Subqueries And Performance

Grant Fritchey busts a myth:

I’ve written before about the concept of cargo cult data professionals. They see one issue, one time, and consequently extrapolate that to all issues, all the time. It’s the best explanation I have for why someone would suggest that a sub-query is flat out wrong and will hurt performance.

Let me put a caveat up front (which I will reiterate in the conclusion, just so we’re clear), there’s nothing magically good about sub-queries just like there is nothing magically evil about sub-queries. You can absolutely write a sub-query that performs horribly, does horrible things, runs badly, and therefore absolutely screws up your system. Just as you can with any kind of query. I am addressing the bad advice that a sub-query is to be avoided because they will inherently lead to poor performance.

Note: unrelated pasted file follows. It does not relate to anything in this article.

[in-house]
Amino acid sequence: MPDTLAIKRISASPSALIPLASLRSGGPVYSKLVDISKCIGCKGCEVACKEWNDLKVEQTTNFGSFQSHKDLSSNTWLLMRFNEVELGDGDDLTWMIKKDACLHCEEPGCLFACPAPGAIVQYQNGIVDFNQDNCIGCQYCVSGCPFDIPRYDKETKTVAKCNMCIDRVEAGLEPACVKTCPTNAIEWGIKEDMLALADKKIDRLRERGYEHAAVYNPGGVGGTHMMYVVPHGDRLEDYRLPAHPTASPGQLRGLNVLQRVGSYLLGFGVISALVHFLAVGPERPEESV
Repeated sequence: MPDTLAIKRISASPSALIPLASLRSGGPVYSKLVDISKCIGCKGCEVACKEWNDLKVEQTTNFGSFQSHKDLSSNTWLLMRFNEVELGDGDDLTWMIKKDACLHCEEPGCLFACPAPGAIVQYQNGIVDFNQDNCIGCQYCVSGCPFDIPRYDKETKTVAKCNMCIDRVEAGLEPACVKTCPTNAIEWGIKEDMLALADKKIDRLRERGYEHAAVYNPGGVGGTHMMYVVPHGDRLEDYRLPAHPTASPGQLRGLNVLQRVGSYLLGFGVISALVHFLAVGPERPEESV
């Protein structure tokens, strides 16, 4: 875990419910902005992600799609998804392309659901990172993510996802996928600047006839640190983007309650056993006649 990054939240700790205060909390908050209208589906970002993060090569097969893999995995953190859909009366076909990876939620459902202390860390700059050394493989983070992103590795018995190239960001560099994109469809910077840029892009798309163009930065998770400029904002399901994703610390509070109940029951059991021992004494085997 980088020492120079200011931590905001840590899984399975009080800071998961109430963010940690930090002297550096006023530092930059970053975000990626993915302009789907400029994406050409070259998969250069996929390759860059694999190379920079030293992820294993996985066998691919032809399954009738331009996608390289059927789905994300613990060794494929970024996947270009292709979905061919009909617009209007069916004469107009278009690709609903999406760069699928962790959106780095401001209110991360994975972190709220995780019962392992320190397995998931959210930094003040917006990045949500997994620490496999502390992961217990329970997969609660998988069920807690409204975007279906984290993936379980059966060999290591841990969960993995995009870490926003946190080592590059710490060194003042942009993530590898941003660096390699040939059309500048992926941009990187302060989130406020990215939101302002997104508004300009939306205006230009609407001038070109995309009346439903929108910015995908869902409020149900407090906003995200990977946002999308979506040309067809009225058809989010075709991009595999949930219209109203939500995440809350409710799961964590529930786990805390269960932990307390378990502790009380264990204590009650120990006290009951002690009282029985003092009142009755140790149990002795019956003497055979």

There are times not to use subqueries, but this post is absolutely correct:  understand the reasons why things may or may not perform well, and don’t be afraid to try things out.

Related Posts

Table Variable Deferred Compilation: When It Works

Milos Radivojevic gives us a good example of when table variable deferred compilation is a good thing: As mentioned in the previous article, SQL Server 2019 cardinality estimations for a table variable are based on actual table variable row counts. Therefore, in SQL Server 2019, we should expect better estimations and better plans for queries […]

Read More

Batch Mode Processing On Rowstore Tables

Dmitry Pilugin shares some thoughts on the expansion of batch mode processing to rowstore tables: The main advantages of Batch Mode are: Algorithms optimized for the multi-core modern CPUs; Better CPU cache utilization and increased memory throughput; Reduced number of CPU instructions per processed row. All these features make Batch Mode much faster than Row […]

Read More


October 2016
« Sep Nov »